Ponemon to Present Key Findings from its 2013 Cost of Failed Trust Report: Threats & Attacks at RSA Conference 2013
San Francisco, CA & Salt Lake City, UT
February 26, 2013
Dr. Larry Ponemon to Highlight How Cyberattacks on Trust Expose Every Global Enterprise to $398 Million in Potential Losses; Groundbreaking Research Quantifies the Financial Impact of Key and Certificate Management Failure
Ponemon Institute will present findings from its 2013 Cost of Failed Trust Report: Threats & Attacks, underwritten by Venafi, the inventor of and market leader in Enterprise Key and Certificate Management (EKCM) solutions, at RSA Conference 2013 in San Francisco on Thursday, February 28. Dr. Larry Ponemon will present the report findings during a joint track session titled &ldquoControlling Trust and Risk: New Ponemon Research.” The session will present how digital certificates and cryptographic keys provide the foundation of trust in today’s enterprises, and expose the hard costs associated with sub-standard key and certificate management.
Click to Tweet:#PonemonInstitute to present 2013 Cost of Failed Trust Report at #RSA on Thurs. Controlling #Trust & #Risk track session “During this track session I will discuss how systemic enterprise failures in key and certificate management create vulnerabilities that cybercriminals are exploiting to breach corporate and government networks, steal data and disrupt critical business operations,” said Larry Ponemon, chairman and founder of Ponemon Institute Research. “I will present the findings from the 2013 Cost of Failed Trust report, including the research methodology, which quantifies for the first time the cost of trust exploits. “I’ll share some of the expected and startling findings, including the fact that more than half of the companies surveyed do not know how many keys and certificates they have, that every company had experienced an attack on trust due to failed key and certificate management, and that trust attacks are projected to cost organizations an average of $35 million over 24 months, with a maximum cost exposure of $398 million per organization.” “These new research findings make it clear that organizations must remediate this problem quickly,” said Kevin Bocek, Venafi vice president of product marketing. “Every organization participating in the research experienced at least one trust exploit in the last two years, and more exploits are expected in the coming 24 months. Enterprises need to proactively manage their keys and certificates or the attacks will only increase. Given our dependence on keys and certificates in the activities of everyday life, from payments to healthcare, that are conducted online, on mobile devices and in the cloud, enterprises have no alternatives. The only difference will be between enterprises that are ahead of the problem and those that are forced into action when under attack. Attend Dr. Ponemon’s session at this year’s RSA Conference in San Francisco to learn more about the findings.” Download the full Ponemon 2013 Cost of Failed Trust Report: Threats & Attacks here. Some of the key findings Dr. Ponemon will share include:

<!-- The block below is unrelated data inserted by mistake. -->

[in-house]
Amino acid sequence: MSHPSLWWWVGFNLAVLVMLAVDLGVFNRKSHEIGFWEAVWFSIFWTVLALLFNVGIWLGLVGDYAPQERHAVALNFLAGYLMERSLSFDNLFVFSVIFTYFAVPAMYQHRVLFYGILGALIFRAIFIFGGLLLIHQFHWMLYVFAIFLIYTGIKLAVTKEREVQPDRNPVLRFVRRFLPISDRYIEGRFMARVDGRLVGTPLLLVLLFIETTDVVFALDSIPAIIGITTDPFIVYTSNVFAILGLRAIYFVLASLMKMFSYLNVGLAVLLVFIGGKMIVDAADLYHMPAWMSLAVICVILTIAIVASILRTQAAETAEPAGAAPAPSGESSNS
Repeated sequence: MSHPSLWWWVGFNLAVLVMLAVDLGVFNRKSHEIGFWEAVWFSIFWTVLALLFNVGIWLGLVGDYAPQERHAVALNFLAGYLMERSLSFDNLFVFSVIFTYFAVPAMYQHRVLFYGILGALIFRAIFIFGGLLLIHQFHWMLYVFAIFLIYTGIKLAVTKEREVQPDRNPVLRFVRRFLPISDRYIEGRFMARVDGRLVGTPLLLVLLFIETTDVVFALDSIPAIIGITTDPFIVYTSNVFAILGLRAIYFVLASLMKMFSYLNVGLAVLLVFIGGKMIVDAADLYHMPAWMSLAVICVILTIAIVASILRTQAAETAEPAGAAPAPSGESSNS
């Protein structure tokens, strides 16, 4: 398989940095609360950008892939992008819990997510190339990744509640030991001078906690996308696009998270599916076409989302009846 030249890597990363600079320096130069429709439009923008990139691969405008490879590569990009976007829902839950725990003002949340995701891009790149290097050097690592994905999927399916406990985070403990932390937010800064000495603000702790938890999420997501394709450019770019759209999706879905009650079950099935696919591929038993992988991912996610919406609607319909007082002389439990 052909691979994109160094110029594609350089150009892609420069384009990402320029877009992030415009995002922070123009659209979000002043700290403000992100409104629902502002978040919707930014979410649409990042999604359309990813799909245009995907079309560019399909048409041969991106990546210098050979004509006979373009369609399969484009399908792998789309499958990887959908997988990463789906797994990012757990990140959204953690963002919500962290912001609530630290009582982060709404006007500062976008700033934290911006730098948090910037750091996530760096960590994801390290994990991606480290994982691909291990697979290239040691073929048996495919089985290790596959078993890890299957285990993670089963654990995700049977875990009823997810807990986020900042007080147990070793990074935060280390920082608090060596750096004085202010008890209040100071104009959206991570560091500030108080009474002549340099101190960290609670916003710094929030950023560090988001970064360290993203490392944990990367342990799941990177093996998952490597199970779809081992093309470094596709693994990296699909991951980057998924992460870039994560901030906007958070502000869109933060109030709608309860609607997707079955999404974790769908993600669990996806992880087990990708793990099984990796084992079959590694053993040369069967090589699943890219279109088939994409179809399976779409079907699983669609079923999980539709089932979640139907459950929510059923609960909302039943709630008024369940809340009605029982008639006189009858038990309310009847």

High costs: On average, enterprises are projected to risk losing an average of $35 million over 24 months from attacks on trust. Total possible cost exposure could be almost $400 million per organization.
Widespread vulnerability: All surveyed enterprises suffered at least one attack on trust due to failed key and certificate management.
Too vast a problem for manual management: Enterprises have on average 17,807 keys and certificates each, according to the report.
Unknown and unquantified risk: Fifty-one percent of surveyed organizations do not know exactly how many keys and certificates they have.
Clear and present danger to cloud computing: Respondents believe difficult-to-detect attacks on Secure Shell (SSH) keys, critical for cloud services from Amazon and Microsoft, present the most alarming threat arising from failure to control trust.
The need to establish control over trust: Already, 59 percent of enterprises believe that proper key and certificate management can help them regain control over trust and avoid these risks.
The RSA Conference session details:
Who: Larry Ponemon, chairman and founder of Ponemon Institute Research
What: Controlling Trust and Risk: New Ponemon Research